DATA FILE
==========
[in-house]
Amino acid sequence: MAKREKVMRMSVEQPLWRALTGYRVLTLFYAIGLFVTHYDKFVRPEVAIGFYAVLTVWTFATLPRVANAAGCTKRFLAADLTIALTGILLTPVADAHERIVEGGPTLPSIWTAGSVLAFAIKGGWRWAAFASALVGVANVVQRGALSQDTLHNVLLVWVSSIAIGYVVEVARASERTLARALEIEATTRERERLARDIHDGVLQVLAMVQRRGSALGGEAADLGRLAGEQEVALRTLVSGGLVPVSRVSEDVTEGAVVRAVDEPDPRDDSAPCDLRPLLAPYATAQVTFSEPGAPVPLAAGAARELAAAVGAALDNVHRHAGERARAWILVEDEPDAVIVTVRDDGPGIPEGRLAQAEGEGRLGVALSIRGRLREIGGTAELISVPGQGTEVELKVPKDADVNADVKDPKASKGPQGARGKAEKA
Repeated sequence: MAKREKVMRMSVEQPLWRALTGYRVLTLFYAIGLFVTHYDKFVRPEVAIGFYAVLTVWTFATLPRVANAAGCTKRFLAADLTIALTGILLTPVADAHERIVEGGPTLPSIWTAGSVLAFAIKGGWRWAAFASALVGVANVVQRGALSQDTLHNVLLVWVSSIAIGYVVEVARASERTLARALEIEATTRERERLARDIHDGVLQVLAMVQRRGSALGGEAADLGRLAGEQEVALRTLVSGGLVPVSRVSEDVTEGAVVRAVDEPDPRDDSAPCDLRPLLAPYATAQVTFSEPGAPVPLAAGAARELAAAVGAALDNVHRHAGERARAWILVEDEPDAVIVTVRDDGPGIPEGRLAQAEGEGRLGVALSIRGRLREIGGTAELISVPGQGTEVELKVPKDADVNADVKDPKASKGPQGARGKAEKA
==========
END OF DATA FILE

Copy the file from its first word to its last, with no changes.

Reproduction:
[in-house]
Amino acid sequence: MAKREKVMRMSVEQPLWRALTGYRVLTLFYAIGLFVTHYDKFVRPEVAIGFYAVLTVWTFATLPRVANAAGCTKRFLAADLTIALTGILLTPVADAHERIVEGGPTLPSIWTAGSVLAFAIKGGWRWAAFASALVGVANVVQRGALSQDTLHNVLLVWVSSIAIGYVVEVARASERTLARALEIEATTRERERLARDIHDGVLQVLAMVQRRGSALGGEAADLGRLAGEQEVALRTLVSGGLVPVSRVSEDVTEGAVVRAVDEPDPRDDSAPCDLRPLLAPYATAQVTFSEPGAPVPLAAGAARELAAAVGAALDNVHRHAGERARAWILVEDEPDAVIVTVRDDGPGIPEGRLAQAEGEGRLGVALSIRGRLREIGGTAELISVPGQGTEVELKVPKDADVNADVKDPKASKGPQGARGKAEKA
Repeated sequence: MAKREKVMRMSVEQPLWRALTGYRVLTLFYAIGLFVTHYDKFVRPEVAIGFYAVLTVWTFATLPRVANAAGCTKRFLAADLTIALTGILLTPVADAHERIVEGGPTLPSIWTAGSVLAFAIKGGWRWAAFASALVGVANVVQRGALSQDTLHNVLLVWVSSIAIGYVVEVARASERTLARALEIEATTRERERLARDIHDGVLQVLAMVQRRGSALGGEAADLGRLAGEQEVALRTLVSGGLVPVSRVSEDVTEGAVVRAVDEPDPRDDSAPCDLRPLLAPYATAQVTFSEPGAPVPLAAGAARELAAAVGAALDNVHRHAGERARAWILVEDEPDAVIVTVRDDGPGIPEGRLAQAEGEGRLGVALSIRGRLREIGGTAELISVPGQGTEVELKVPKDADVNADVKDPKASKGPQGARGKAEKA